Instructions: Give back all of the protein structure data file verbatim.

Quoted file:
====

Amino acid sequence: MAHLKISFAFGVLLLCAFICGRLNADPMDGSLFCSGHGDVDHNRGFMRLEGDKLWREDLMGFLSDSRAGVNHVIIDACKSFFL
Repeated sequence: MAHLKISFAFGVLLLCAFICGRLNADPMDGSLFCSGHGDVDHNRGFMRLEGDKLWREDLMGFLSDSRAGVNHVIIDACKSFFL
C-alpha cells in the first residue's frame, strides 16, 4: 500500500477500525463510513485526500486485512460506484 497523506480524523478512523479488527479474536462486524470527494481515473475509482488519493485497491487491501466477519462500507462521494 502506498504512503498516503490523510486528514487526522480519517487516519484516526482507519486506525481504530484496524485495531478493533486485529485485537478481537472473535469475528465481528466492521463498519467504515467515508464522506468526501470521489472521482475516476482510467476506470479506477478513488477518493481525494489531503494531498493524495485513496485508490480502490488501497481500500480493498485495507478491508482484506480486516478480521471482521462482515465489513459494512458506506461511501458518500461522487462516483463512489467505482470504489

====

Amino acid sequence: MAHLKISFAFGVLLLCAFICGRLNADPMDGSLFCSGHGDVDHNRGFMRLEGDKLWREDLMGFLSDSRAGVNHVIIDACKSFFL
Repeated sequence: MAHLKISFAFGVLLLCAFICGRLNADPMDGSLFCSGHGDVDHNRGFMRLEGDKLWREDLMGFLSDSRAGVNHVIIDACKSFFL
C-alpha cells in the first residue's frame, strides 16, 4: 500500500477500525463510513485526500486485512460506484 497523506480524523478512523479488527479474536462486524470527494481515473475509482488519493485497491487491501466477519462500507462521494 502506498504512503498516503490523510486528514487526522480519517487516519484516526482507519486506525481504530484496524485495531478493533486485529485485537478481537472473535469475528465481528466492521463498519467504515467515508464522506468526501470521489472521482475516476482510467476506470479506477478513488477518493481525494489531503494531498493524495485513496485508490480502490488501497481500500480493498485495507478491508482484506480486516478480521471482521462482515465489513459494512458506506461511501458518500461522487462516483463512489467505482470504489